The Wood Brothers - Paradise
As the "Singing To Strangers" get started on the Wood Brothers' new Paradise album, you know the trio has taken their sound to new levels. The electric bass is a new addition to the sound, giving their wistful, angsty vocals something to push against. They sing of misunderstood musicians playing who don't feel right, heck, can't find peace, until they are singing to strangers. As with the muse, you can't hardly believe this is a trio. The sound is so full. There's always an interesting lick or an unusual brush or quirky lyric coming through the speakers. You want to somehow listen to it in slow motion just to drink in all the complexity of the sound. But Paradise is not some sort of heavy-handed jazz album full of showing off. It's intended to be enjoyed, even danced to from front to back. "American Heartache" is probably the most dramatic track on the album, capturing the paradox of never being satisfied w/ modern life. But the more-or-less title track has to be "Snake Eyes" which has a old-fashioned tent revival meeting feel to it. It's counter-balanced with the song "Without Desire" which has a latin-rhythm feel to it that paints a more positive picture of the never-ending desires.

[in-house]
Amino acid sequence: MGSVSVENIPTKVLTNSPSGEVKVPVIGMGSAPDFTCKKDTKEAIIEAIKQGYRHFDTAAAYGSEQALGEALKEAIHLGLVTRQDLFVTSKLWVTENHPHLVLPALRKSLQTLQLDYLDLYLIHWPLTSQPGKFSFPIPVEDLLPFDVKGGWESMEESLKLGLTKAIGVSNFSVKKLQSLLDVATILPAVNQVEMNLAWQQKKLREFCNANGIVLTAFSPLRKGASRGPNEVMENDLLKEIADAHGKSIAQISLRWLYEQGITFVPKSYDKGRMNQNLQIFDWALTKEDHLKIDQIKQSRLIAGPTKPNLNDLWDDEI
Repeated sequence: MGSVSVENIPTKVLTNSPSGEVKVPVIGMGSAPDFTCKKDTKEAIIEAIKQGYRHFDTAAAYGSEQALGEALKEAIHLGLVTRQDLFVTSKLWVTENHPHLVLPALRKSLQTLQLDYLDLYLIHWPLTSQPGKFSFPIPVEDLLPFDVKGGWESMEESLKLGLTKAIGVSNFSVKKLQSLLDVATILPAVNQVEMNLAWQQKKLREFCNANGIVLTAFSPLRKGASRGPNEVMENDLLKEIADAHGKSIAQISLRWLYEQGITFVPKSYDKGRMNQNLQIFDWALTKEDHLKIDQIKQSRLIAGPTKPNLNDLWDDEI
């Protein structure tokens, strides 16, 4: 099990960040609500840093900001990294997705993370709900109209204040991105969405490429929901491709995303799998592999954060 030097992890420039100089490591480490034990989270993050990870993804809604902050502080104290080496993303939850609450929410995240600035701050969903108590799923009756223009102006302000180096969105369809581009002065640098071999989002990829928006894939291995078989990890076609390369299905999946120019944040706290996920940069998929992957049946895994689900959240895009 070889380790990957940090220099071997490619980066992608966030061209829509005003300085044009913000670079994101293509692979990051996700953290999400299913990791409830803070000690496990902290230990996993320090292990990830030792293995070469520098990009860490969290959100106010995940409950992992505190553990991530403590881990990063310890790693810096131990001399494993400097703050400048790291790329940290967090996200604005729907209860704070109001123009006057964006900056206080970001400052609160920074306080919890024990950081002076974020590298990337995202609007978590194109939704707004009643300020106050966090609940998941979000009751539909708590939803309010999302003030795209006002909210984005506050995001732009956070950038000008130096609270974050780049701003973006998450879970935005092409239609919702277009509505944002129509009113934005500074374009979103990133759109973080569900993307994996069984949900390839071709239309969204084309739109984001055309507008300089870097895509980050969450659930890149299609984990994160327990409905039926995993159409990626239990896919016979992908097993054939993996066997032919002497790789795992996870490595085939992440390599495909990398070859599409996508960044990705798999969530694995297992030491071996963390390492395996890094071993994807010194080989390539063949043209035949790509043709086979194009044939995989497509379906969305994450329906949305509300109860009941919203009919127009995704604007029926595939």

I'm adding "Singing To Strangers," "American Heartache," "Snake Eyes," "Heartbreak Lullaby," and "Without Desire" to rotation.